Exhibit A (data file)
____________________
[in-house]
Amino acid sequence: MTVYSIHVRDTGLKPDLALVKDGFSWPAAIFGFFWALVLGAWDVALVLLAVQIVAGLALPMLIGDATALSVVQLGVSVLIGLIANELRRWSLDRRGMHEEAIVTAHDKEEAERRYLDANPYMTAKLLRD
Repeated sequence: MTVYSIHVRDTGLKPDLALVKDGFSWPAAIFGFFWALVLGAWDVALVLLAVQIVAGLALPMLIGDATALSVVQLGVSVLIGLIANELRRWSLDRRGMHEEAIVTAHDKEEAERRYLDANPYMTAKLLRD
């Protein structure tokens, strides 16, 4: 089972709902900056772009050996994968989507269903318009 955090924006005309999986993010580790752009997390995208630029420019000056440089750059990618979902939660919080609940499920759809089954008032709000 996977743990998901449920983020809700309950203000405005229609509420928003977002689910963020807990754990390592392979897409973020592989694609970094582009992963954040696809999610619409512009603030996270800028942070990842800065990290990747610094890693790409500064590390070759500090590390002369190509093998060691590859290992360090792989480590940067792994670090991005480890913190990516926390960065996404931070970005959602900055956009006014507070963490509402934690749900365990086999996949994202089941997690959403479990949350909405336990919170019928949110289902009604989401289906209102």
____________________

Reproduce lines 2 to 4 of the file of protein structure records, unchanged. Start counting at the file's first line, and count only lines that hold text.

Amino acid sequence: MTVYSIHVRDTGLKPDLALVKDGFSWPAAIFGFFWALVLGAWDVALVLLAVQIVAGLALPMLIGDATALSVVQLGVSVLIGLIANELRRWSLDRRGMHEEAIVTAHDKEEAERRYLDANPYMTAKLLRD
Repeated sequence: MTVYSIHVRDTGLKPDLALVKDGFSWPAAIFGFFWALVLGAWDVALVLLAVQIVAGLALPMLIGDATALSVVQLGVSVLIGLIANELRRWSLDRRGMHEEAIVTAHDKEEAERRYLDANPYMTAKLLRD
């Protein structure tokens, strides 16, 4: 089972709902900056772009050996994968989507269903318009 955090924006005309999986993010580790752009997390995208630029420019000056440089750059990618979902939660919080609940499920759809089954008032709000 996977743990998901449920983020809700309950203000405005229609509420928003977002689910963020807990754990390592392979897409973020592989694609970094582009992963954040696809999610619409512009603030996270800028942070990842800065990290990747610094890693790409500064590390070759500090590390002369190509093998060691590859290992360090792989480590940067792994670090991005480890913190990516926390960065996404931070970005959602900055956009006014507070963490509402934690749900365990086999996949994202089941997690959403479990949350909405336990919170019928949110289902009604989401289906209102």